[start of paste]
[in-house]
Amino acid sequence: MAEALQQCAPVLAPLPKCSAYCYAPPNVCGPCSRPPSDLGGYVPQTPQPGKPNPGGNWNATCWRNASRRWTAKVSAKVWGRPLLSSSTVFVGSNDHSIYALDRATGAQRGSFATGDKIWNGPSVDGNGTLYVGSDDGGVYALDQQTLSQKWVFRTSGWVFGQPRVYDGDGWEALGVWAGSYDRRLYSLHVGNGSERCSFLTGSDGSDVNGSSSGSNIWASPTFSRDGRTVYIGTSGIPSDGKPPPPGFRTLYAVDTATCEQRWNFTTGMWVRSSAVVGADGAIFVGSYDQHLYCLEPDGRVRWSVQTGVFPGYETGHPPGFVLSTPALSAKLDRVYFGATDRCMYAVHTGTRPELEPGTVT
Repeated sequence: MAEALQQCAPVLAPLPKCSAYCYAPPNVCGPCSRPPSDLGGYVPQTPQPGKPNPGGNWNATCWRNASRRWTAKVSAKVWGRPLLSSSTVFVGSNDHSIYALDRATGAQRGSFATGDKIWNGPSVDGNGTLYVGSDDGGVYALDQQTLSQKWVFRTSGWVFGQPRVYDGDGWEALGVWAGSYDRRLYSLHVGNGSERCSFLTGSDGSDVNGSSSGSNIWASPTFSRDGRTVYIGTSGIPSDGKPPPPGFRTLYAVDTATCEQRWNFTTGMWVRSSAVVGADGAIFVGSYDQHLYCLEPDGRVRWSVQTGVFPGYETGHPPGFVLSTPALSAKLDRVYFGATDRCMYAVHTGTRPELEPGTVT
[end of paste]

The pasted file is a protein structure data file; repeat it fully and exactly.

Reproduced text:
[in-house]
Amino acid sequence: MAEALQQCAPVLAPLPKCSAYCYAPPNVCGPCSRPPSDLGGYVPQTPQPGKPNPGGNWNATCWRNASRRWTAKVSAKVWGRPLLSSSTVFVGSNDHSIYALDRATGAQRGSFATGDKIWNGPSVDGNGTLYVGSDDGGVYALDQQTLSQKWVFRTSGWVFGQPRVYDGDGWEALGVWAGSYDRRLYSLHVGNGSERCSFLTGSDGSDVNGSSSGSNIWASPTFSRDGRTVYIGTSGIPSDGKPPPPGFRTLYAVDTATCEQRWNFTTGMWVRSSAVVGADGAIFVGSYDQHLYCLEPDGRVRWSVQTGVFPGYETGHPPGFVLSTPALSAKLDRVYFGATDRCMYAVHTGTRPELEPGTVT
Repeated sequence: MAEALQQCAPVLAPLPKCSAYCYAPPNVCGPCSRPPSDLGGYVPQTPQPGKPNPGGNWNATCWRNASRRWTAKVSAKVWGRPLLSSSTVFVGSNDHSIYALDRATGAQRGSFATGDKIWNGPSVDGNGTLYVGSDDGGVYALDQQTLSQKWVFRTSGWVFGQPRVYDGDGWEALGVWAGSYDRRLYSLHVGNGSERCSFLTGSDGSDVNGSSSGSNIWASPTFSRDGRTVYIGTSGIPSDGKPPPPGFRTLYAVDTATCEQRWNFTTGMWVRSSAVVGADGAIFVGSYDQHLYCLEPDGRVRWSVQTGVFPGYETGHPPGFVLSTPALSAKLDRVYFGATDRCMYAVHTGTRPELEPGTVT